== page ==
Chronicle of Mahfuz Anam: The task of the search committee is as moral as it is legal
Don’t let a few weeks of your job be a curse on the nation
Illustration: Biplob Chakroborty
Illustration: Biplob Chakroborty
(I thank the search committee for inviting me and apologize for not being present due to Covid-related complications.)
From the start, the government said that there was not enough time to make a law for the formation of an Electoral Commission (EC), which has been mandated by the Constitution of Bangladesh since its adoption in 1972. Then suddenly the government said it had enough time to make such a law. Although it is a law relating to the “Appointment of the Chief Election Commissioner and other Election Commissioners” (the original name is in Bengali, the abbreviated translation is ours), what it does in effect, it is to set out the formation of a “search committee”, which will select and recommend to the president who, in turn, will form the EC in consultation with the prime minister (the president is constitutionally required to do so ). How and why the idea of the “search committee” arose when a law was needed to form the electoral commission itself has never been satisfactorily explained.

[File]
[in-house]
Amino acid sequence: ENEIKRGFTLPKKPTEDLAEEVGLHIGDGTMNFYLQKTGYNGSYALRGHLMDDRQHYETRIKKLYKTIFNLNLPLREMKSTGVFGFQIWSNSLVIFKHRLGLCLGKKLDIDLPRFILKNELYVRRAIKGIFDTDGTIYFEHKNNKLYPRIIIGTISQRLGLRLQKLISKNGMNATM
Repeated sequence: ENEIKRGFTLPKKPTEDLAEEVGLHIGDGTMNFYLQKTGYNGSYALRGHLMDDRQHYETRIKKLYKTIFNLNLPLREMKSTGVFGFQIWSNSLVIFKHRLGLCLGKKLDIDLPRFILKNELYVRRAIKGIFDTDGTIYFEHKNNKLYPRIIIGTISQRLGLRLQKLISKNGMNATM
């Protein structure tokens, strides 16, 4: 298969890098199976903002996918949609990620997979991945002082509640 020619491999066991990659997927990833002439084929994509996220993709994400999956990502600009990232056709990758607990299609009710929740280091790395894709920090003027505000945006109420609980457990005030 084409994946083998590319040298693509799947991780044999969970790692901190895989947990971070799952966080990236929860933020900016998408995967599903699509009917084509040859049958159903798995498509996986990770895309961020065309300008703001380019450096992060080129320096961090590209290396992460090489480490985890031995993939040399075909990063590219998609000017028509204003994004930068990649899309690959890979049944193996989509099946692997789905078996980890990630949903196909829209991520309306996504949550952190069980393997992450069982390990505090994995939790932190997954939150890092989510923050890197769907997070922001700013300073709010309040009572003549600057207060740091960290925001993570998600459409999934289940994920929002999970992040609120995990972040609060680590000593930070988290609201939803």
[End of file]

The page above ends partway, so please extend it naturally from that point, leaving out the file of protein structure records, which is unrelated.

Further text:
At first glance, the search committee is trying to find the right team to form the CE. But the underlying importance of their task is that they lay the groundwork for free and fair parliamentary elections to be held in less than two years, by December 2023.
However strongly supporters of the ruling party attempt to whitewash the events surrounding the last general election, serious doubts persist as to its authenticity. Due to flawed elections, the prestige of elected members of parliament (MPs) has taken a nosedive – and with it the prestige of parliament itself. It has also made our democracy questionable – for us and outside – and clouded our otherwise stunning success in other areas.